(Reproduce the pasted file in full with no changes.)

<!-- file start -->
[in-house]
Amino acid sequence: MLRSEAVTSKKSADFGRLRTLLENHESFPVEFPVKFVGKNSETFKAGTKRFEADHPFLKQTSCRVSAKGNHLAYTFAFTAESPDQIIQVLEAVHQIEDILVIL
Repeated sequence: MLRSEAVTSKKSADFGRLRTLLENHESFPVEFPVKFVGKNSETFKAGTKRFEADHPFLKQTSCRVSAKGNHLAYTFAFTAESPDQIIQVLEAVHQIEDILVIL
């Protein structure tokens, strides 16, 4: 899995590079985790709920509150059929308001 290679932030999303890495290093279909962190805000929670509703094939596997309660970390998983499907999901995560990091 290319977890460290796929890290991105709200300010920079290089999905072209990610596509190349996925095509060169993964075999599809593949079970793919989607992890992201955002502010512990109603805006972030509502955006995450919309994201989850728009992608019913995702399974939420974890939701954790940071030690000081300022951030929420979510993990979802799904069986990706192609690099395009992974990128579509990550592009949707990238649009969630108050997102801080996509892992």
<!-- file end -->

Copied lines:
[in-house]
Amino acid sequence: MLRSEAVTSKKSADFGRLRTLLENHESFPVEFPVKFVGKNSETFKAGTKRFEADHPFLKQTSCRVSAKGNHLAYTFAFTAESPDQIIQVLEAVHQIEDILVIL
Repeated sequence: MLRSEAVTSKKSADFGRLRTLLENHESFPVEFPVKFVGKNSETFKAGTKRFEADHPFLKQTSCRVSAKGNHLAYTFAFTAESPDQIIQVLEAVHQIEDILVIL
């Protein structure tokens, strides 16, 4: 899995590079985790709920509150059929308001 290679932030999303890495290093279909962190805000929670509703094939596997309660970390998983499907999901995560990091 290319977890460290796929890290991105709200300010920079290089999905072209990610596509190349996925095509060169993964075999599809593949079970793919989607992890992201955002502010512990109603805006972030509502955006995450919309994201989850728009992608019913995702399974939420974890939701954790940071030690000081300022951030929420979510993990979802799904069986990706192609690099395009992974990128579509990550592009949707990238649009969630108050997102801080996509892992």